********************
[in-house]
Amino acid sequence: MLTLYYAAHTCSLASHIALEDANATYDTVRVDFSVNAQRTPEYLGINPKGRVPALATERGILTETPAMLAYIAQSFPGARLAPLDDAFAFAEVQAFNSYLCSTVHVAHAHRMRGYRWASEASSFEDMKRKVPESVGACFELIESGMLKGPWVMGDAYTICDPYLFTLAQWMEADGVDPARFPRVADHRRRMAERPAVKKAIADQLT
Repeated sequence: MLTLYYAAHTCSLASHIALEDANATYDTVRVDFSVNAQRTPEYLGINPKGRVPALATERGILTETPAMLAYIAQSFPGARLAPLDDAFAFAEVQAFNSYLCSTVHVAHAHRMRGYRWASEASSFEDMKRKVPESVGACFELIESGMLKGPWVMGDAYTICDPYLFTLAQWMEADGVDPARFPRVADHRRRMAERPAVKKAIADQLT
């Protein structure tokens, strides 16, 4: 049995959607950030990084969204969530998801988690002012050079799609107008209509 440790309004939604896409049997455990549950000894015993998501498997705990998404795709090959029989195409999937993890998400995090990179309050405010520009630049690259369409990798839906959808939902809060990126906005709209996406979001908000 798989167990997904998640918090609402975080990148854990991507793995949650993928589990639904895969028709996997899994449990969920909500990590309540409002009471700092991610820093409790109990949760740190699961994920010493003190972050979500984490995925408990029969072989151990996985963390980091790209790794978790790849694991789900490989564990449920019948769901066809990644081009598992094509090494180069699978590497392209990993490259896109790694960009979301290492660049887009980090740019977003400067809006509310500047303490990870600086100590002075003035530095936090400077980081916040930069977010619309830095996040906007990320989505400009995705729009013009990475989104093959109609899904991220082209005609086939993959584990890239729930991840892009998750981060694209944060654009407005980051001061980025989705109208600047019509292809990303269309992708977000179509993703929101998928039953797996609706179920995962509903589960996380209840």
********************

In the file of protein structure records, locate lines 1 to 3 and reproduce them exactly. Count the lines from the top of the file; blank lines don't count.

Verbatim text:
[in-house]
Amino acid sequence: MLTLYYAAHTCSLASHIALEDANATYDTVRVDFSVNAQRTPEYLGINPKGRVPALATERGILTETPAMLAYIAQSFPGARLAPLDDAFAFAEVQAFNSYLCSTVHVAHAHRMRGYRWASEASSFEDMKRKVPESVGACFELIESGMLKGPWVMGDAYTICDPYLFTLAQWMEADGVDPARFPRVADHRRRMAERPAVKKAIADQLT
Repeated sequence: MLTLYYAAHTCSLASHIALEDANATYDTVRVDFSVNAQRTPEYLGINPKGRVPALATERGILTETPAMLAYIAQSFPGARLAPLDDAFAFAEVQAFNSYLCSTVHVAHAHRMRGYRWASEASSFEDMKRKVPESVGACFELIESGMLKGPWVMGDAYTICDPYLFTLAQWMEADGVDPARFPRVADHRRRMAERPAVKKAIADQLT